Pnut Budda, the Miracle Cat

My cat tries not to notice my toe as I run it under the sheets and quilt. Her bodies twitches and then she flips upside down. She purrs a loud motor boat purr and keeps one claw dug deep into the quilt’s fabric. She’s pretending not to care.

PNut Budda, a fluffy long hair calico, is one of 12 cats living with us—me, Bob, Robert (our Westie) and Rocky (our old Cocker), and the 14 birds. PNut Budda is my miracle girl. We have history. We’re connected spiritually. She’s my kittay… as are all the other 11 but PNut Budda has story with me.

Nutter Butter (as I sometimes call her) got hit by a car. It was fall, October and she went outside late one morning. She’d been up on the deck but by 4 p.m. when I called in the kitties, she didn’t show. I got a bit worried but continued to call her every 5 minutes or so. Normally, my cat call, the one that goes like this, “Pnut Budda, Razberry Ja-am, AppyCot

Jelly, Kittens!” Didn’t work.

By 7 o’clock I was beside myself with worry. By 10, with no help from the moon, I took off on foot. With zero light, I walked blind to the road and at the edge of my driveway, a stray dog was lurking and gave me a low warning growl. Instantly, my anger peaked and I lunged toward the noise and yelled at the invisible dog that stood only feet away. It ran off and didn’t deter me from my task, calling for Pnut.

She never came home that night. I woke at 1 a.m. and went out again, calling her, walking the road, walking down by the pond, screaming for her by then. At 3, I repeated my attempts to call her in. To no avail. She never showed up and the next day, exhausted, worried, red-eyed, I tried to take reservations and run a business.

At 11:30a, a knock on the door offered up an aging neighbor woman who said she’d “hit a cat while driving home” and worried that it was mine. She described the cat. Pnut Budda to a tee. I wanted to appear calm.

She’d hit her but they were driving slow enough that it only grazed her.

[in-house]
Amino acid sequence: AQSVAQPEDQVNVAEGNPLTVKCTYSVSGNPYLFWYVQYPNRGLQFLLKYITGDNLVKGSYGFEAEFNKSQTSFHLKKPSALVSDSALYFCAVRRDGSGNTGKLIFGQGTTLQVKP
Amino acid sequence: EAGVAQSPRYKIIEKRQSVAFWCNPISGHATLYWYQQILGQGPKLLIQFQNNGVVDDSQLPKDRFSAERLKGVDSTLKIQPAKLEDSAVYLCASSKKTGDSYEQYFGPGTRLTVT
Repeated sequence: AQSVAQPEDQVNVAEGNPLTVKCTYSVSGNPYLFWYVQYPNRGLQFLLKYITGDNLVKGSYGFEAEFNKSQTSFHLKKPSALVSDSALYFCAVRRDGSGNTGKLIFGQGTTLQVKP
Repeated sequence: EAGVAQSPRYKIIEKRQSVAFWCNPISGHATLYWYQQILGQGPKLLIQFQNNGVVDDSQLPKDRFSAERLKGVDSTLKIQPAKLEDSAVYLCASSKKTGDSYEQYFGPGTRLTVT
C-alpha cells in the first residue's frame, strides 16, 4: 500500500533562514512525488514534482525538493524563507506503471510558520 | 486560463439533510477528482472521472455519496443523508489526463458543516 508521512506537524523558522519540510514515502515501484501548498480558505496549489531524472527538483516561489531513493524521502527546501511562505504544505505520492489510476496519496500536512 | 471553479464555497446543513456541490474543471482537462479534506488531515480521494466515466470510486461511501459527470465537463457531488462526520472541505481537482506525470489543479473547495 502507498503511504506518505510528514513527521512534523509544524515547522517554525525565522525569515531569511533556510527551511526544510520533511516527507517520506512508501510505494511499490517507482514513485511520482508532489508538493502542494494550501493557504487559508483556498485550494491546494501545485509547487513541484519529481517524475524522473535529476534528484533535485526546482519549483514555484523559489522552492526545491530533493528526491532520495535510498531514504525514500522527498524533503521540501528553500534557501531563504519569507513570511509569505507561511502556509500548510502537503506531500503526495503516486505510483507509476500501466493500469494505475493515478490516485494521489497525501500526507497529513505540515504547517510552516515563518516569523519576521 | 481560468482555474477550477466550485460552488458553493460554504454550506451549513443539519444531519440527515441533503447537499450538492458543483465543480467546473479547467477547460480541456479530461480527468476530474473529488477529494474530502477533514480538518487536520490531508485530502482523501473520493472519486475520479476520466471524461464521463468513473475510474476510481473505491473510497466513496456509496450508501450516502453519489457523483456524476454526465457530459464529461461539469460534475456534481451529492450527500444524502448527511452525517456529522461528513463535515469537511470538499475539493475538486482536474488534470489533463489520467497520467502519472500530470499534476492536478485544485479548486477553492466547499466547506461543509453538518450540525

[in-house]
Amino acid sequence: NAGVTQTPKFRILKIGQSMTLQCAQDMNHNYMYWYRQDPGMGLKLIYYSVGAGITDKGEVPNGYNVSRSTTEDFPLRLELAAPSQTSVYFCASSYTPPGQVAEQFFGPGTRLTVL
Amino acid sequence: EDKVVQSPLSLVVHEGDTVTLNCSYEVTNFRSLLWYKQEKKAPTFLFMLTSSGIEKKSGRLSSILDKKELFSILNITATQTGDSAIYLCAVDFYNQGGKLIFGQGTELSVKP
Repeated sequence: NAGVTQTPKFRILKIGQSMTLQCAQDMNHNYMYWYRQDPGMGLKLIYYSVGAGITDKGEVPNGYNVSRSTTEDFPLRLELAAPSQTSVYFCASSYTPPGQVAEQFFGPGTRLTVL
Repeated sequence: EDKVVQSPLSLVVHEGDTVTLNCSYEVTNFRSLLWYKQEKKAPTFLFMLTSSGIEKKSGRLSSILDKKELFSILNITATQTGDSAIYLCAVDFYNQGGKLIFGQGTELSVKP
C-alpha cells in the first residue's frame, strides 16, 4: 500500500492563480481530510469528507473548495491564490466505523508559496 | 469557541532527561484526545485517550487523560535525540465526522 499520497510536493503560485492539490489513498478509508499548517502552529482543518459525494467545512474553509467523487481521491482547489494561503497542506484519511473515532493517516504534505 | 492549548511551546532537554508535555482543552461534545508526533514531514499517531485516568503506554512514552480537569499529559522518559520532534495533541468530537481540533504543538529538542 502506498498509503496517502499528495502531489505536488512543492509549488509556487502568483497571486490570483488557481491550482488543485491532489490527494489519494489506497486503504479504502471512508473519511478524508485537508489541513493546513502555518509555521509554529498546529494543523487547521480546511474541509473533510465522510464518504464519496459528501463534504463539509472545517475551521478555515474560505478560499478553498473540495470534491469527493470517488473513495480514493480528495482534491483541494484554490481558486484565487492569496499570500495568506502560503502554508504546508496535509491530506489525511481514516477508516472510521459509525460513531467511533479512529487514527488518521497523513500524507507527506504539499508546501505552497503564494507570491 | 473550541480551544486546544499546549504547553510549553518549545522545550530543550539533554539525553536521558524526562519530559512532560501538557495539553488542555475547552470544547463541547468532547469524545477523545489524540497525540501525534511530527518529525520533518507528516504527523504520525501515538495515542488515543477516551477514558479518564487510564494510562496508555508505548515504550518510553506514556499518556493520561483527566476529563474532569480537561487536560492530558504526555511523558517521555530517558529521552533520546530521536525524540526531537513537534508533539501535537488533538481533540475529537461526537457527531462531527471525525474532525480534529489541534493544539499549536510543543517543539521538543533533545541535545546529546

“Where is she?”

“Well, see that’s the thing.” The woman looked at her friend then back at me. “We called the vet on Mullis but they were closed so we called the vet out on Beaverton Valley Road” (some 5 miles away from our house). “When we got there, the cat snapped to, got upset and darted out of the vet’s office.”

“The door was open!?” At this point I lost my mind. Calmness melted and I can honestly say that I freaked out.

I was still in my pajamas. I slipped on my tennis shoes, put on a thick jacket and drove to the vet’s office where I grilled the receptionist about what happened. This was not one of my better moments. I was not amicable. I didn’t try to hide my feelings. Vets are supposed to care for animals not lose them. They’d lost my cat. She was injured. Maybe with a concussion and they’d lost her. And, I lost it.

She told me which direction Pnut Budda had fled—up a steep hill through blackberry bramble into the neighborhood overlooking the road where the vet’s office sat. So up I went. But, I couldn’t find her. I searched for hours going house to house to the north and scouring a stretch of land that covered acres and miles. Nothing.

After returning home around 4, after crying all the way home, I fell into bed and slept. I would wake up and cry and then fall back asleep.

The next morning I had a bit more energy and more drive to find her. I went back to the vet’s and tried to mend the damage from the day before. I retraced my steps—her steps, up the bramble to the neighborhood again. This time I went due west but due west came to an abrupt stop at a community water system which had a six-foot high chain link fence around it. The only way around it was north or south. This time I turned south but my legs wouldn’t move.

It was at this point something miraculous happened. A cat, no Pnut Budda, a neighborhood cat, a dark tabby with attitude. It sat next to its home looking as if it were bored. It gazed over at me.

“Have you seen my cat?” I actually spoke the words to this animal. At which it responded by looking away from me and toward the bramble which I’d climbed through twice. “Is she there?” The neighbor cat looked at me again, looked at the bramble again and then turned as if to say I told you yes. Yes I’ve seen her. And she sauntered off.

I walked to the spot where the cat was sitting, turned to the bramble and squeaked out, “Pnut Budda?” That’s when I heard.

A weak mewling came from inside a tangle of thorns, berries and tiny thick leaves.

“Pnut Budda!”

All at once, my kitty poked her head out. She was alive! When I screamed her name again, she darted back into the bramble. Now this bramble looked more like a wall than the hill climbing stuff I’d climbed through before, it looked like a dare. I neared the spot where she exited. And waited.

Then, I called her like I did everyday when ALL the cats were out, “Pnut Budda, Razberry Ja-am, AppyCot Jelly! Kittens!”

When she poked her head out again I snatched the scruff of her neck and pulled her to me, into my chest, into my arms and held her tight.

Whenever I look at her, which is all of the time, I think about our miracle together. And when she bites my toes under the covers, I thank God that He led me to her. And think, isn’t that something?

Oh, by the way, Pnut Budda always ends up in my novels. In fact, she is the cat, Delilah, in SPIDER BRAINS.

You can purchase a copy of SPIDER BRAINS at:

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